Ask the kids to close their eyes, and picture Gan Eden, as they envision it. Paradise. Then ask a few to say what they see. More than likely, they will all talk about trees, flowers, streams etc. And rightfully so- when described in Breishit, the main focus of the description of Gan Eden are the natural elements. One of the first mitzvoth we are given is to eat from the fruit of the trees (also, not to eat from certain trees). Again and again throughout the Tanach, the motif of the trees and nature and fruits keeps coming back- Moshe and the burning bush (Hashem using the bush to transmit His message), etc. See if the kids can come up with other examples.

Lets think of a world WITHOUT trees. You cant. We depend on them for shade, oxygen, material, homes for animals. Look at the Tanach- trees establish residency in a place. When Noach got off the Ark, he planted stuff. When Bnei Yisrael go into Eretz Yisrael- they have to start planting and working the Land, really investing in it to make it their own. And when we were exiled- the Land died, and only with the return of Am Yisrael recently, has the Land starting being alive again.

But ultimately, when you plant a seed in the ground- theres only so much you can do to make the tree grow. But Hashem has made our duty in life to nurture and work the Land. Why? Because when you really work hard and stress about something and sweat and get dirty, you really want it to grow and see results from your work. But once the seed is in the ground, we depend on the rain and on miracles to make the plant grow well. And who controls the rain? Yup, Hashem. So by planting stuff, were actually bringing ourselves closer to Hashem. He has given us laws about planting etc, to make sure that we are very careful with His planet. And we need to daven, and like it says in the Shema, follow the mitzvoth so that we will get rain and have successful crops.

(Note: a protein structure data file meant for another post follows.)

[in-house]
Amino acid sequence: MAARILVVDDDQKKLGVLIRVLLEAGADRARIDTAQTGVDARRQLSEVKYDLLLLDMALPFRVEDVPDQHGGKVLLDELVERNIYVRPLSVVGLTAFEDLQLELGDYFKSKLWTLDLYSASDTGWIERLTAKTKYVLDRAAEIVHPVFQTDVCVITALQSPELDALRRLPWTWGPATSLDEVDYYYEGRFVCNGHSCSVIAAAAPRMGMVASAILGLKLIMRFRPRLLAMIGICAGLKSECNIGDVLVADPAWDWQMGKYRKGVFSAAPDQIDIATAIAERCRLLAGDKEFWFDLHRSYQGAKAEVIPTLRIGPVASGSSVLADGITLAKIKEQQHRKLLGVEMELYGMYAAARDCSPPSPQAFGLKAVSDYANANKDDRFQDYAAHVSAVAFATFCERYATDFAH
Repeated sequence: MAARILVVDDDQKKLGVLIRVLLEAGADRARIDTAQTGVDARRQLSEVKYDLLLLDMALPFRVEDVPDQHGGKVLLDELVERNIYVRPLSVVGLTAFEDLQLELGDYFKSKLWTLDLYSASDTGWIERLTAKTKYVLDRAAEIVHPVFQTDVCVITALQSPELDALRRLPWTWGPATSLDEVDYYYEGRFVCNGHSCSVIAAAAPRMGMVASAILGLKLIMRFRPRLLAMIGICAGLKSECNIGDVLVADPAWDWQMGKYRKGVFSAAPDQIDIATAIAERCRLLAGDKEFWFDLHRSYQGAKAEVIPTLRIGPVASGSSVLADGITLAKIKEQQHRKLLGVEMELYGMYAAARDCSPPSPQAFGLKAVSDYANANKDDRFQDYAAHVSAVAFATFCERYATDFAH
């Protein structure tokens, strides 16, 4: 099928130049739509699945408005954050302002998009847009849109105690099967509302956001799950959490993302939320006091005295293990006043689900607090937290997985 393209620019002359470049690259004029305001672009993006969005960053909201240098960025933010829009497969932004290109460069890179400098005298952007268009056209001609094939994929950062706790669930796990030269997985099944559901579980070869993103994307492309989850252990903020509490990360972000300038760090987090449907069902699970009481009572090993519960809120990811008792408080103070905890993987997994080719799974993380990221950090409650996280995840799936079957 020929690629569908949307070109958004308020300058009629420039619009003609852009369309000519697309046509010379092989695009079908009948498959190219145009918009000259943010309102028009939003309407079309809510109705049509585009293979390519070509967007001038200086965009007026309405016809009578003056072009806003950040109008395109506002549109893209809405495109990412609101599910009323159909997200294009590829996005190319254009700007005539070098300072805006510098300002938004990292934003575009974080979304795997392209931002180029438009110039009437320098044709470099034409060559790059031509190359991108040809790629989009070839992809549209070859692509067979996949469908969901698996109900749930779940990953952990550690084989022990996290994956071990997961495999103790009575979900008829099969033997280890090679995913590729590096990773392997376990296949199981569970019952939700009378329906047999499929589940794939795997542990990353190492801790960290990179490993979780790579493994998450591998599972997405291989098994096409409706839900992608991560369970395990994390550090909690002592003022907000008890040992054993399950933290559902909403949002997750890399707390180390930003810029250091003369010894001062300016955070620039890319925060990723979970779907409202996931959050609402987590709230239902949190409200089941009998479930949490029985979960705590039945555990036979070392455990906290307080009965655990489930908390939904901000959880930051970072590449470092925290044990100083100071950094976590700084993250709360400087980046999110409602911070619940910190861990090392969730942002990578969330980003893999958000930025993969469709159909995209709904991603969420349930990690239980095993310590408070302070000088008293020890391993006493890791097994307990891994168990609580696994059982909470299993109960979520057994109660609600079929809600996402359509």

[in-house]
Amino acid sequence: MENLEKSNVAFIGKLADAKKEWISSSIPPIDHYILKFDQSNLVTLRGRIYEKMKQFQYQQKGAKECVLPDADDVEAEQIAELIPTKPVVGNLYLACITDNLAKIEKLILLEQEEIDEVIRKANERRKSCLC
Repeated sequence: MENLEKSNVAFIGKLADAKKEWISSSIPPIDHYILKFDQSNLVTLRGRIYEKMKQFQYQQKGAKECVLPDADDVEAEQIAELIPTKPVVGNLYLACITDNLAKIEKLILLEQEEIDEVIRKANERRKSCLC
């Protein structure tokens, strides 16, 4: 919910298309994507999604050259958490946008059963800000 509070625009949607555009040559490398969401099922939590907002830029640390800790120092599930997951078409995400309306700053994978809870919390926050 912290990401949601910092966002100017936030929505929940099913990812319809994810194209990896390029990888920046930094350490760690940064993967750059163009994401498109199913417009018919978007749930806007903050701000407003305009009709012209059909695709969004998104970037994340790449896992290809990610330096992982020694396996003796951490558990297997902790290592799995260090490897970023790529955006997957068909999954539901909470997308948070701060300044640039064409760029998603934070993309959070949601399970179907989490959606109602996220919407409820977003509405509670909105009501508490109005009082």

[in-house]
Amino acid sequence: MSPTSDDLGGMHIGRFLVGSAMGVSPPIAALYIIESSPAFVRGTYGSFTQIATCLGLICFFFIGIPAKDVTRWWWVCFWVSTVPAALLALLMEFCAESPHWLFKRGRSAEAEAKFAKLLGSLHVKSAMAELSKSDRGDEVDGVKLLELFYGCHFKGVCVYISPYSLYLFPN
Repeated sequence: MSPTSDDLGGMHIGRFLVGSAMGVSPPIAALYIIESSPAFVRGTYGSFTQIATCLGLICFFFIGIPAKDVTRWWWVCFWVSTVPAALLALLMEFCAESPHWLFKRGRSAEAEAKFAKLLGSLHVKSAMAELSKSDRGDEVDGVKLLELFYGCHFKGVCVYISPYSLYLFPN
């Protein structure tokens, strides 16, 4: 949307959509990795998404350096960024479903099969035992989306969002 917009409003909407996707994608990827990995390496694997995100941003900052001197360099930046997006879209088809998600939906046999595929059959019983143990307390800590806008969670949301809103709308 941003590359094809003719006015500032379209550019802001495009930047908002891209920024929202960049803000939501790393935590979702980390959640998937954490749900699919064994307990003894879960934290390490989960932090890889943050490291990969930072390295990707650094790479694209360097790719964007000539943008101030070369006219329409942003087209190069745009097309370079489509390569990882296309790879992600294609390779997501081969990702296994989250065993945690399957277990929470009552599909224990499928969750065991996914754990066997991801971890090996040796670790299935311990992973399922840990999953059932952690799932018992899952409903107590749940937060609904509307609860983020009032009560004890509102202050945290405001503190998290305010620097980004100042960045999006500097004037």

So really, there is no better chag than Tu Bshvat to show us how connected we need to be to be both part of Torah and Avodah. And as history has shown, the best place to combine the two is in Israel.

Tell stories of the planting of trees in the first kibbutzim, and Rav Kook planting a tree with his hands. Now its their turn to plant something in Israel. Only, since they arent in Israel- what they can do is plant something in pots here, and then write letters to a sister school (or Bnei Akiva snif) in Israel, who is actually going tree-planting, and wish them a chag sameach.

Important details to emphasize (in that sneaky way us informal educators do) during the activity:

  • Tu BShvat is not just an opportunity to have a birthday party for the trees- its about a deeper understanding of the role nature plays in our lives and in Judaism.
  • The builders of the modern State of Israel knew that the success was dependant on having an agriculturally successful economy. It is because of those who physically worked the land that it was successful.
  • The Torah does not mention Tu BShvat, but it plays an important role in Halacha of the tree calendar, and in Kabbalah.


Resource Comments

Basic outline: The purpose of this program is to introduce various elements of Tu BShvat to the various grades. The program is two-fold- grade specific, and then the entire group coming together for a Tu BShvat seder. After learning about the history of Tu BShvat, and more specifically the subject of Tu Bshvat, fruits of Israel and Gan Eden, the idea is that it can be celebrated together, as a community.

* If necessary, the program can be shorten, and consist only of the Tu BShvat seder.